Changes to the UK’s Regime for Antitrust Damages Actions to Implement the EU Damages Directive

EU and UK Flags with gavelChanges to the UK’s Regime for Antitrust Damages Actions

Regulations implementing EU Directive 2014/104 (the “Damages Directive”) have come into force in the UK. The Claims in respect of Loss or Damage arising from Competition Infringements (Competition Act 1998 and Other Enactments (Amendment)) Regulations 2017 (SI 2017/385) (the “Regulations”) entered into force on 9 March 2017 and were published on 14 March 2017. The Regulations amend the UK Competition Act 1998 by adding a new section 47F and new Schedule 8A.

The Damages Directive aims at harmonising access to private damages for competition law infringements across EU Member States. As a Directive, it requires implementation by Member States through national legislation.  The UK has a comparatively well-developed private damages regime which already met many of the requirements of the Damages Directive.  However, the Regulations make some significant changes to existing law, e.g. in relation to proving loss.

The key areas covered by the Regulations are as follows:

• Limitation:  The Regulations provide that the limitation period for competition damages actions shall not start to run until the infringement has ceased and the claimant knows, or can reasonably be expected to know (a) of the infringer’s behaviour, (b) that the infringer’s behaviour constitutes an infringement of competition law, (c) that the claimant has suffered loss or damage arising from the infringement, and (d) the identity of the infringer. The Regulations also provide for the suspension of the limitation period during an investigation by a competition authority, which includes the European Commission and competition authorities of other Member States, and during a consensual dispute resolution process between the parties.  This increases the period after an infringement during which infringers may be exposed to potential damages actions.

• Presumption of Loss:  The Regulations introduce a rebuttable presumption that cartel infringements cause loss or damage. This concept did not previously exist in English law but will make it easier for parties who have suffered damage as a result of a cartel to bring claims where there already exists an infringement decision by a competition authority.  Claimants will still need to prove the extent of their loss or damage.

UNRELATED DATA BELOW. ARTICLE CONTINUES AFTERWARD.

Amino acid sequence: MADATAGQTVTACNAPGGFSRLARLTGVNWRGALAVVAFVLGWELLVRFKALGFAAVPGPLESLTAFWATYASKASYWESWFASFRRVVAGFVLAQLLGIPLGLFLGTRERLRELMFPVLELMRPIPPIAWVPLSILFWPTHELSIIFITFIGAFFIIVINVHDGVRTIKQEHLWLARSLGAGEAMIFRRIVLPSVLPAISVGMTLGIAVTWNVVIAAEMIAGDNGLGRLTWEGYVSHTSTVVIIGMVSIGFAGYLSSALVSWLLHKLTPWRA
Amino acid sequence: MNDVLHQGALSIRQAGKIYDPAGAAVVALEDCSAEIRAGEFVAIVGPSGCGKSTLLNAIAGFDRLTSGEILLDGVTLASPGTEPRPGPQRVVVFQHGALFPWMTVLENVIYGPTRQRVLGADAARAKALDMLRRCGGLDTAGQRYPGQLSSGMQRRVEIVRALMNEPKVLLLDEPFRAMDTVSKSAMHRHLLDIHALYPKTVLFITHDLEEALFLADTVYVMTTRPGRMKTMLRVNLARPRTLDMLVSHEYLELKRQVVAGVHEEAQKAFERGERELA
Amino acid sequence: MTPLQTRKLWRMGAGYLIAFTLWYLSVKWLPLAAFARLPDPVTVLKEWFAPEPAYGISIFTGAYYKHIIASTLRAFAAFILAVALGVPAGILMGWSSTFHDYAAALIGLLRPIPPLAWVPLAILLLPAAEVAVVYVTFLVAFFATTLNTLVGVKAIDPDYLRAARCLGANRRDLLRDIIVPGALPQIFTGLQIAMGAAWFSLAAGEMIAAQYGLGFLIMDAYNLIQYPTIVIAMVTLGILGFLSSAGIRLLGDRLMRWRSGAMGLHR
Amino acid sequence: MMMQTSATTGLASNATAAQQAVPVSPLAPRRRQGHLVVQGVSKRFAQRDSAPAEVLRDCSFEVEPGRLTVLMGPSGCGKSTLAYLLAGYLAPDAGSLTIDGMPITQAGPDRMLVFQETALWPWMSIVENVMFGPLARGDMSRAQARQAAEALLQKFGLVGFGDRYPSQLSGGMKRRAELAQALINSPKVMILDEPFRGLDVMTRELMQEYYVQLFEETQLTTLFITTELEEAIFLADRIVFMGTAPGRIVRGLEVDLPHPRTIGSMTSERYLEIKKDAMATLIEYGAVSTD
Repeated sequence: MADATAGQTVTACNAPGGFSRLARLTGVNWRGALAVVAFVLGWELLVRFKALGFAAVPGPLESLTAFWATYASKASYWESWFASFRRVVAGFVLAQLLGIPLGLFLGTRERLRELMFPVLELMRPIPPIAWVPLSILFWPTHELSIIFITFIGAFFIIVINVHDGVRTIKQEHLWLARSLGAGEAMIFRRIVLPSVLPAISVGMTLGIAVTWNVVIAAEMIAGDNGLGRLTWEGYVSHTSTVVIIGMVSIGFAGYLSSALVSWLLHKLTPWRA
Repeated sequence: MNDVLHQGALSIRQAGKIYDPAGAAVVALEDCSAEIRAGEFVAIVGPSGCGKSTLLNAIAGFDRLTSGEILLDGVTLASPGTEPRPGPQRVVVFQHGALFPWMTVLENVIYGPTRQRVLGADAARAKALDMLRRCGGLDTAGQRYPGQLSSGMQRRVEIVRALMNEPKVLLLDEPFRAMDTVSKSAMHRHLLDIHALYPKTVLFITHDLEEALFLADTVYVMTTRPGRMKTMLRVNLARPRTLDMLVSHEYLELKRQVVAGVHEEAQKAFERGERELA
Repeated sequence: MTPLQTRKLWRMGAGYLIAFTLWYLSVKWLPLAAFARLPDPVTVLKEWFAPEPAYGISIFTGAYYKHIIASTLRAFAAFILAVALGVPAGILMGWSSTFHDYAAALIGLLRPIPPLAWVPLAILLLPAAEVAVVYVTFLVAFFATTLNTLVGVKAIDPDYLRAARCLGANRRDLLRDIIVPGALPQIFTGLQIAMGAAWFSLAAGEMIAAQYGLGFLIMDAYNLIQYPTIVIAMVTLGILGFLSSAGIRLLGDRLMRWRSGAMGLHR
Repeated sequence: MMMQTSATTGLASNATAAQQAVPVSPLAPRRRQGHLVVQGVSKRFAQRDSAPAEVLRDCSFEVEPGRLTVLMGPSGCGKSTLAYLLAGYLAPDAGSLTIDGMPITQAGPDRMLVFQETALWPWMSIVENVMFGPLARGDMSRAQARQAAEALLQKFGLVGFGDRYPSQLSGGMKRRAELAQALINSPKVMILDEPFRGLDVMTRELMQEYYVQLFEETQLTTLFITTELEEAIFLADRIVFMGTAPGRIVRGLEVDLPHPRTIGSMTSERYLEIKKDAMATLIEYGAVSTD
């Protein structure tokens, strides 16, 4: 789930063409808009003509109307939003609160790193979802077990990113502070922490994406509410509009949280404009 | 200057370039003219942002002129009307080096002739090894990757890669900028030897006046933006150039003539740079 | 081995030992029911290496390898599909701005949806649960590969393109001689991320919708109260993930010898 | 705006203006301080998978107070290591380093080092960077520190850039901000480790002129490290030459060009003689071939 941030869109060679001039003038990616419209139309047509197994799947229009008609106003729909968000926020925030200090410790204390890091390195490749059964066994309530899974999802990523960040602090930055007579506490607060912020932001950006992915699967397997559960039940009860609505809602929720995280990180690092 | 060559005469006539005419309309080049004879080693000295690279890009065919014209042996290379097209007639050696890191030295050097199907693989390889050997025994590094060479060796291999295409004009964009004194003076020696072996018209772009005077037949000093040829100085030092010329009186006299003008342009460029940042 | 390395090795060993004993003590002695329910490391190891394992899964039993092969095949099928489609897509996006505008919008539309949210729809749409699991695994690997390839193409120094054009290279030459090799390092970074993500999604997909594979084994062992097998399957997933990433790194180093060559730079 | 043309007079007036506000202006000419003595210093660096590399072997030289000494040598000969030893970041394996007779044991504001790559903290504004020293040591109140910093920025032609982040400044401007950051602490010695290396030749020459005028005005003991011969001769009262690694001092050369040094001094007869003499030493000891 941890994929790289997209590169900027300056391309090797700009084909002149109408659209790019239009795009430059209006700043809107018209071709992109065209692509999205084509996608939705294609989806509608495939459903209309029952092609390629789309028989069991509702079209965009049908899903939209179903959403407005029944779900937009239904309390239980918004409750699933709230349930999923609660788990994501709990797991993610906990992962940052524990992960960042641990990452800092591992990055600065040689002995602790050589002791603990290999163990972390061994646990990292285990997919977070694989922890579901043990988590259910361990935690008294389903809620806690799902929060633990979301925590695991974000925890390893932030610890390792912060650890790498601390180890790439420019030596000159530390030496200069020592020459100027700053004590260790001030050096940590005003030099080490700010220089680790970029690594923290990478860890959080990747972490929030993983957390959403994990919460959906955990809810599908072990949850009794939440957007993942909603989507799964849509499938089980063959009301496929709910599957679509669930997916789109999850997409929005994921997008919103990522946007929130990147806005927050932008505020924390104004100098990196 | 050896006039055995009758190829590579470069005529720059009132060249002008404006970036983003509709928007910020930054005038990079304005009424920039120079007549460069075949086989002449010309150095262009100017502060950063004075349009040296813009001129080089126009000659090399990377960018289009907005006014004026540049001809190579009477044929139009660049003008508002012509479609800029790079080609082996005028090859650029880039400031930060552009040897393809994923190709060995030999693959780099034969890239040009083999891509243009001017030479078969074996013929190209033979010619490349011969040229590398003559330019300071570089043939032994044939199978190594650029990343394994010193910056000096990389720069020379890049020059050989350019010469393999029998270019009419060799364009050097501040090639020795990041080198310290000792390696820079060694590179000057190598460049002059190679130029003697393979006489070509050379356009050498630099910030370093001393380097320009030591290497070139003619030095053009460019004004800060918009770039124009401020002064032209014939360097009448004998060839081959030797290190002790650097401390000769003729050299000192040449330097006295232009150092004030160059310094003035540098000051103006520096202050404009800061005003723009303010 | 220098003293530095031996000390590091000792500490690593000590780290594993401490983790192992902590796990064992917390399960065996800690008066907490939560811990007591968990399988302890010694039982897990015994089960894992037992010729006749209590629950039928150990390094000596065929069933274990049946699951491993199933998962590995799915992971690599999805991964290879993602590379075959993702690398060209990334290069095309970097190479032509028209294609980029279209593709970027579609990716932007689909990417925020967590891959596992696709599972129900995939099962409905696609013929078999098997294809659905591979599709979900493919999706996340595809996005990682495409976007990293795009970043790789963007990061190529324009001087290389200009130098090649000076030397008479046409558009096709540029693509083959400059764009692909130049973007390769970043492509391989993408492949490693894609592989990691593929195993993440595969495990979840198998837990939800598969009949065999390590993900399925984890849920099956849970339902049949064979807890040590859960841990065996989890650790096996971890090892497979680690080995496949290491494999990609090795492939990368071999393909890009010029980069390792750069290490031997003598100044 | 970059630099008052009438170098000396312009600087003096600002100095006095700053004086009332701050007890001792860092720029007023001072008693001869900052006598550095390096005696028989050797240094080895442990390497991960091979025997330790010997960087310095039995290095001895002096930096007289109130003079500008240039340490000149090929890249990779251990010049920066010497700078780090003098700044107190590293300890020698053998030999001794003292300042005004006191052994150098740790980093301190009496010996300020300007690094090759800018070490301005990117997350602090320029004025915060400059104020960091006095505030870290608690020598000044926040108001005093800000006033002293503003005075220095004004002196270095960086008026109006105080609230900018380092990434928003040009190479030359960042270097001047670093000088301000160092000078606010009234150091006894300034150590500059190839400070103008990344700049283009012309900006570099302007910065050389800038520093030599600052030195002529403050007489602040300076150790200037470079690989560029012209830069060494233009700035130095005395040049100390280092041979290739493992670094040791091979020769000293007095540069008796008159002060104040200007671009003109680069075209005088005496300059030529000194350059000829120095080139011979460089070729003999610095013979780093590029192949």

• Indirect Purchasers:  It is established law in the UK that indirect purchasers (i.e. those further down the distribution chain who did not purchase directly from cartel members) have a right to bring damages claims against infringers. The Regulations make it easier for indirect purchasers to show that they suffered a loss by introducing a rebuttable presumption that an overcharge levied on a direct purchaser was passed on to indirect purchasers.

• “Passing on” Defence:  If defendants seek to employ the “passing on” defence (i.e. to claim that the claimant passed its loss down the supply chain), they will have the burden of proving this.

• Joint and Several Liability:  As a general principle of English law, defendants will be jointly and severally liable for the damage caused by a cartel. The Regulations provide for certain exceptions to this principle for small and medium-sized enterprises (as defined in the Regulations) and undertakings which received immunity under the EU cartel leniency programme in return for co-operation with an investigation.  Also, where an infringer settles with a claimant, the settling infringer will cease to be liable to the settling claimant unless the other infringers are unable to pay the outstanding value of the claimant’s claim, in which case the settling infringer will be liable for the other infringers’ shares (unless expressly excluded by the terms of the settlement).  The Regulations also provide an incentive to early settlement by restricting non-settling infringers from seeking a contribution for damages from the settling infringer.

• Disclosure:  The UK’s existing disclosure regime is wider than the minimum standards required under the Damages Directive. However, the Regulations place limits on the ability of the UK courts to order disclosure of certain categories of documents from a competition authority’s file.  The courts may not at any time order disclosure of cartel leniency statements and settlement submissions that have not been withdrawn.  In addition, the courts may not order disclosure of a competition authority’s “investigation materials” (such as Statement of Objections, RFIs, responses to RFIs and withdrawn settlement submissions) before the closure of the competition authority’s investigation.

• Proving Infringements:  The Regulations provide that final decisions of Member States’ competition authorities are prima facie evidence of an infringement of competition law.

• Exemplary Damages:  The courts and the UK Competition Appeal Tribunal (“CAT”) are prohibited from awarding exemplary damages in competition damages actions.

The Regulations apply both to actions based on EU and on UK competition law.

With regard to commencement, the Regulations distinguish between “substantive” and “procedural” provisions. The substantive provisions in respect of passing on, presumption of harm, joint and several liability, limitation, settlements and exemplary damages will only apply to claims relating to loss or damage resulting from infringements of competition law which took place on or after 9 March 2017.  Given that cartels may take years to come to light, it is likely to be some time before these provisions are tested in the courts.  The provisions relating to disclosure and use of evidence will apply to claims in relation to which the first proceedings before the court or CAT began on or after 9 March 2017.

The full text of the Regulations may be found here.